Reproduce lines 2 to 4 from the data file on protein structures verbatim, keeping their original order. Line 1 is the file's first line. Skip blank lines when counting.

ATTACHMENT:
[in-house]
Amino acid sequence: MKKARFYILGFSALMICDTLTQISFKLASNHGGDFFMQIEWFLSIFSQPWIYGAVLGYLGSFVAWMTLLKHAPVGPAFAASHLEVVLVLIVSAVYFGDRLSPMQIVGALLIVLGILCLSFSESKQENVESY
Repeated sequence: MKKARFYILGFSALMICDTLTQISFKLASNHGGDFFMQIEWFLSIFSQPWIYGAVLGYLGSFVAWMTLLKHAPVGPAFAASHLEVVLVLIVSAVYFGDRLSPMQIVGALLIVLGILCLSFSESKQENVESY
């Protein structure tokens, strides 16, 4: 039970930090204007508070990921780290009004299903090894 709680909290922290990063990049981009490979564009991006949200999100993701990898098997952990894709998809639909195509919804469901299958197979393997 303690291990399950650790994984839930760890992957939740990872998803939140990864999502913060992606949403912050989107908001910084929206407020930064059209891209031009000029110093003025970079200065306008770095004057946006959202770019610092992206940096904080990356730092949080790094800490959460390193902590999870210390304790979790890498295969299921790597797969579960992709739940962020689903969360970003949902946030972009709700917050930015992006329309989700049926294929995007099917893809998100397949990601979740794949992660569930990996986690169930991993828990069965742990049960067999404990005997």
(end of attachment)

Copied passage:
Amino acid sequence: MKKARFYILGFSALMICDTLTQISFKLASNHGGDFFMQIEWFLSIFSQPWIYGAVLGYLGSFVAWMTLLKHAPVGPAFAASHLEVVLVLIVSAVYFGDRLSPMQIVGALLIVLGILCLSFSESKQENVESY
Repeated sequence: MKKARFYILGFSALMICDTLTQISFKLASNHGGDFFMQIEWFLSIFSQPWIYGAVLGYLGSFVAWMTLLKHAPVGPAFAASHLEVVLVLIVSAVYFGDRLSPMQIVGALLIVLGILCLSFSESKQENVESY
């Protein structure tokens, strides 16, 4: 039970930090204007508070990921780290009004299903090894 709680909290922290990063990049981009490979564009991006949200999100993701990898098997952990894709998809639909195509919804469901299958197979393997 303690291990399950650790994984839930760890992957939740990872998803939140990864999502913060992606949403912050989107908001910084929206407020930064059209891209031009000029110093003025970079200065306008770095004057946006959202770019610092992206940096904080990356730092949080790094800490959460390193902590999870210390304790979790890498295969299921790597797969579960992709739940962020689903969360970003949902946030972009709700917050930015992006329309989700049926294929995007099917893809998100397949990601979740794949992660569930990996986690169930991993828990069965742990049960067999404990005997």